3 brothers who did a good job and were good spirited.
The Enfield Club, Vashist Chok, Rotang Road, Manali. -9816058420
I was happy and confident using them as their tools were all in order and well set out, unlike a lot of mechanics here. Also the chain came off the rear sprocket right outside their shop, so my hands were sort of tied. I had been on my way to a much recommended chap called Anu.

Sunday, September 18, 2011

Lovely Leh, Ain't no mountain high enough

The next day was very gentle, we upgraded ourselves from the good but simple Barath guesthouse, to the more comfortable Omasilia Hotel, did a little shopping for new boots and had a hilarious hour watching the Polo contest. Brilliant horseman and polo players on tiny little ponies, which were little more than 13 hands but as strong an animals twice their size.

Leh is a great town at 3500metres (which allows for very little strenuous activity for quite a few days until acclimatised) and is full of adventurous types from all over the world (apart from Britain). In particular it is full of hundreds of Royal Enfields...far more than any other bike. Their riders are by and large guys and a few girls who hire them for a few weeks and tour around some of the worlds' most exciting and beautiful roads. A bit of an Enfield Mecca really.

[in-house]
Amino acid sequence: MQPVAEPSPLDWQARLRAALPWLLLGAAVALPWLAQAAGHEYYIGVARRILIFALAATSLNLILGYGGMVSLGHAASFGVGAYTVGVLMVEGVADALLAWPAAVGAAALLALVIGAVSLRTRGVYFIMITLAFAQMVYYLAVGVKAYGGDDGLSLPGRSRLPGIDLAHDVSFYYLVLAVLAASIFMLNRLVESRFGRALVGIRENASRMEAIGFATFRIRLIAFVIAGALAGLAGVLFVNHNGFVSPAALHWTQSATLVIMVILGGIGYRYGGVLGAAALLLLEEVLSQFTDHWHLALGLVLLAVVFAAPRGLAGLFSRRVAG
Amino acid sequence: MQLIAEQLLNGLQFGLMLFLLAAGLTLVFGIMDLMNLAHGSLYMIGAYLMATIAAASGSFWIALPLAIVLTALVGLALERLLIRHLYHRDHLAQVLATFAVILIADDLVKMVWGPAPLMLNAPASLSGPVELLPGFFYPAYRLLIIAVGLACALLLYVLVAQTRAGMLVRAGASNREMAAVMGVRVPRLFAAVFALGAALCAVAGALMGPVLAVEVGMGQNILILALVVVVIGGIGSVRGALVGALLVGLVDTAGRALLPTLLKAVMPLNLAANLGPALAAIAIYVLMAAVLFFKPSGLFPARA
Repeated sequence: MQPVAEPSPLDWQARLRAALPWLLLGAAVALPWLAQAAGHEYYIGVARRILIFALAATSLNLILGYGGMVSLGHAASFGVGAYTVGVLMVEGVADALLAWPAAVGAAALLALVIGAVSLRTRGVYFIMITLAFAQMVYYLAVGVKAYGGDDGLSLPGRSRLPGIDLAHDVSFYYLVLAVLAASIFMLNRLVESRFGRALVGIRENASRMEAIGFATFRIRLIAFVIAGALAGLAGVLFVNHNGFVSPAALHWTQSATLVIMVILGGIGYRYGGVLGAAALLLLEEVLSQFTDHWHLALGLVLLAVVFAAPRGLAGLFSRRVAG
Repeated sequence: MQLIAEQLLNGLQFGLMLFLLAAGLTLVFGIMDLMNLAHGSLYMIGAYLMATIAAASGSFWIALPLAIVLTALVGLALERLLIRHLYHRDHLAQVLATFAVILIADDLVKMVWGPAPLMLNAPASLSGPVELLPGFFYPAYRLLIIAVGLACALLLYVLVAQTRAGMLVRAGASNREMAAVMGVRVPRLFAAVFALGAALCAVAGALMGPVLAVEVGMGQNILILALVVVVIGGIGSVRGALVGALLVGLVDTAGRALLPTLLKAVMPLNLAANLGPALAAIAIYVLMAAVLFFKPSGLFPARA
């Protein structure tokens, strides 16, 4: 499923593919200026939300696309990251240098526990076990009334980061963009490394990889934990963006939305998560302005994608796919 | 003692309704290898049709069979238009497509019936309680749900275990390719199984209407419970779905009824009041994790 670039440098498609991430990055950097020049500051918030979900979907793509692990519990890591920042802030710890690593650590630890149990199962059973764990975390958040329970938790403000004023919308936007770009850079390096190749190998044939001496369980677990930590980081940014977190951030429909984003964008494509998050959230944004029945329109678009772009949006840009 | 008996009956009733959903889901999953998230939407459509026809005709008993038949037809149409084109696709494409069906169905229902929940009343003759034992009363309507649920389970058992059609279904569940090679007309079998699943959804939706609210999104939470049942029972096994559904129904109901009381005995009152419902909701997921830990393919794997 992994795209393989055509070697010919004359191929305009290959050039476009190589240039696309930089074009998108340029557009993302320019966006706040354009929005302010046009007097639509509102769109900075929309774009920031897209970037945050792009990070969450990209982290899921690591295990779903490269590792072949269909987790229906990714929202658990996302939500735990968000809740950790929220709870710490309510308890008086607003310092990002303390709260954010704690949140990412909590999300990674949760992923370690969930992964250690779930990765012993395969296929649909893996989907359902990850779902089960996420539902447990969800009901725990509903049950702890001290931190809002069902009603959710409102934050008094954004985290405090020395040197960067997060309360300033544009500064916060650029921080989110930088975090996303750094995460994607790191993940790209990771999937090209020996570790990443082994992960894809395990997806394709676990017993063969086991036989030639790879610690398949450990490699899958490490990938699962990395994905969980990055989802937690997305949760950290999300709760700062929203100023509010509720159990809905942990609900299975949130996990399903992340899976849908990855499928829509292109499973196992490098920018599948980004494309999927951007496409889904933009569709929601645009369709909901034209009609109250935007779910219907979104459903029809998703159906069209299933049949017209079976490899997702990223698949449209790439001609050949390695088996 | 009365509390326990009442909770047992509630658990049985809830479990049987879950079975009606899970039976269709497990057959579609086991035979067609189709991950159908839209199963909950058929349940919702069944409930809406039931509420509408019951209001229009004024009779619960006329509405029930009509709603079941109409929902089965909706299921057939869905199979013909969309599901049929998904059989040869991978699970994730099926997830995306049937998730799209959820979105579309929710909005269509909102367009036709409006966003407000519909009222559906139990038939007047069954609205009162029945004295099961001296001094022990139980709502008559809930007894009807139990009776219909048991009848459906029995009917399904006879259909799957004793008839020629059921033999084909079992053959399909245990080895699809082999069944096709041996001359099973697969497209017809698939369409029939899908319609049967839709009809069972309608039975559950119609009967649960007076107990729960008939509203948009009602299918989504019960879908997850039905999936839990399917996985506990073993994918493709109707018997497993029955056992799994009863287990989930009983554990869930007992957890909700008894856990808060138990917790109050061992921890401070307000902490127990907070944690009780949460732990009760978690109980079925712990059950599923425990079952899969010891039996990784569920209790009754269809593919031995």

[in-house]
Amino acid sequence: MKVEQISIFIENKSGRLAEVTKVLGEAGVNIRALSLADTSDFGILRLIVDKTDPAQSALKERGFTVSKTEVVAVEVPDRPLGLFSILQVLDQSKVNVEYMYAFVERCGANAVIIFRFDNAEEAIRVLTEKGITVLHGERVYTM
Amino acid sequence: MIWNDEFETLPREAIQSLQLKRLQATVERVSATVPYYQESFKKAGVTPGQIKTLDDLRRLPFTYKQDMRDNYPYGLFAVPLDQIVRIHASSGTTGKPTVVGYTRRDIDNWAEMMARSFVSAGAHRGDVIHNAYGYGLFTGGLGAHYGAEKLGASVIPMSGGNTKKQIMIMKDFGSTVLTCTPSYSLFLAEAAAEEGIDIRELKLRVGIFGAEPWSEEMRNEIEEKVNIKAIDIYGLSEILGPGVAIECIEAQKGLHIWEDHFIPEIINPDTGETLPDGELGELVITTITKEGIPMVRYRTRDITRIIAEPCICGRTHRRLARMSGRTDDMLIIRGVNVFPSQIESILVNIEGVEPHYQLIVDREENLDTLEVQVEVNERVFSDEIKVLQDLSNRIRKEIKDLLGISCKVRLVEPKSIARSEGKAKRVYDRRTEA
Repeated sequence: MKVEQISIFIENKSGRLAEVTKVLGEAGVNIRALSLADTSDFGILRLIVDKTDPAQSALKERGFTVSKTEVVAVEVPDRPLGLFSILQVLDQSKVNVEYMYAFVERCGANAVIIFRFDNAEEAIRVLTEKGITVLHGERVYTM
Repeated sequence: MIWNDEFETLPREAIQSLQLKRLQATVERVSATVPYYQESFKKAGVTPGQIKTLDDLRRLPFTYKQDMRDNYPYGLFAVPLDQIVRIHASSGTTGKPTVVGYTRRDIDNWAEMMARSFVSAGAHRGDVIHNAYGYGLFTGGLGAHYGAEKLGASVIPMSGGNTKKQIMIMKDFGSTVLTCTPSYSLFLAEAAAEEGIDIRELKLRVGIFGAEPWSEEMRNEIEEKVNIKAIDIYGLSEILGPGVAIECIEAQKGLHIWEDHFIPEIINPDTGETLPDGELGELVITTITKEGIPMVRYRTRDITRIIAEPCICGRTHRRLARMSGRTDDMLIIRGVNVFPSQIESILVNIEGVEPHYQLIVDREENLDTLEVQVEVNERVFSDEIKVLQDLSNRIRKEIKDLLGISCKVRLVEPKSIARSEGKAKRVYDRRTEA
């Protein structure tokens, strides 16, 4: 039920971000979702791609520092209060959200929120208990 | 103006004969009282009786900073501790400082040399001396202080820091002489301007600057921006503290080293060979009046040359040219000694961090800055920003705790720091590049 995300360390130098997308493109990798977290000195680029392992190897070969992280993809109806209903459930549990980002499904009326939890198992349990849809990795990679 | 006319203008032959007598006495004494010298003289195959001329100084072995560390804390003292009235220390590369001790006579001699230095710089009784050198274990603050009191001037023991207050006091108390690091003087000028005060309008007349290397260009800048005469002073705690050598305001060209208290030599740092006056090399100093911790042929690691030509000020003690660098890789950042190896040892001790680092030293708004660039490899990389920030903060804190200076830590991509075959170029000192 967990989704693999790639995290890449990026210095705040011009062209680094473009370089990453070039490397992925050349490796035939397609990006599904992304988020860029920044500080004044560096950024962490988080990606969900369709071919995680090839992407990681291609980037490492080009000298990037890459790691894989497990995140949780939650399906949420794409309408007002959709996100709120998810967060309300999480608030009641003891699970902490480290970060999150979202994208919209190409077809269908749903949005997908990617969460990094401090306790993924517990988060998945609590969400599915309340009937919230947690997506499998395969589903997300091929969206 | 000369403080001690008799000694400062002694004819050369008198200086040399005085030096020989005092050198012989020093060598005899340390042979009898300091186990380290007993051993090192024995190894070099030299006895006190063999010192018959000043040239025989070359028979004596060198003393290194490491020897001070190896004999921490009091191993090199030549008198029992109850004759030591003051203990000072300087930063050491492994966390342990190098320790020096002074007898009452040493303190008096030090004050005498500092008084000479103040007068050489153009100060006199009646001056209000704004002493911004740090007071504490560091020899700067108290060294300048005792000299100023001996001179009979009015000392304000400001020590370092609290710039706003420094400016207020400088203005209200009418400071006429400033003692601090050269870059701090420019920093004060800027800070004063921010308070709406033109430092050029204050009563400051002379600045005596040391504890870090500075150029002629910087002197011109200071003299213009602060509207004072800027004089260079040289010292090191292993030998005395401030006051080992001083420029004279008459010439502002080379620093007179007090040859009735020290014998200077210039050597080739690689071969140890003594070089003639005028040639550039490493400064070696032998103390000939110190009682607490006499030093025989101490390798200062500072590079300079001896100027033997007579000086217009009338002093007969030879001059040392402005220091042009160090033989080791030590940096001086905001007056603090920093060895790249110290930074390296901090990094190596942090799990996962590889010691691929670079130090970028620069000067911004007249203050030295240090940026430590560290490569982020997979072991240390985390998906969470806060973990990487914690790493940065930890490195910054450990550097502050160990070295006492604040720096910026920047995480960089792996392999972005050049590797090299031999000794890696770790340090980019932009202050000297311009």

One day we made a short trip to the  Drukpa Monastry at Hemis, which is famed for its position both naturally and in terms of wealth and intellect. 

Suddenly, and all too quickly Sophie was on her way to the airport and the two-week holiday, or should I call it adventure, was at an end.  Traveling with another certainly adds to the experience and it has been great fun doing so with such good and game company.

11th Sept
To re-adjust to just Batty and I being by ourselves again, we went off to climb the highest road in the world. The Khardung La pass seems to vary slightly in its height depending on who you believe, but my Garmin said 5376, with 4.6 m accuracy variance. There is also some dispute as to whether it is actually the highest road, but I think it probably is in terms of allowing vehicles such as Batty to navigate.

I was worried if Batty would be able to get up there with so little oxygen and the steepness of the climb, but there was no need as she did it with seeming ease. It is a great feeling being at a height that is 3/5ths the height of Everest and four times higher than the highest point in Britain.

The top box rack had fractured in 2 places on the road to Kargil and had it fixed there, however I was not very attentive and the angle of the top box was such that it partially masked the rear brake light, so the 12th was a day of getting that fixed and starting to up date this journal.

I bumped in to Dhala and her Wildfrontier clients today and am joining them for supper tonight, before making an early start south tomorrow.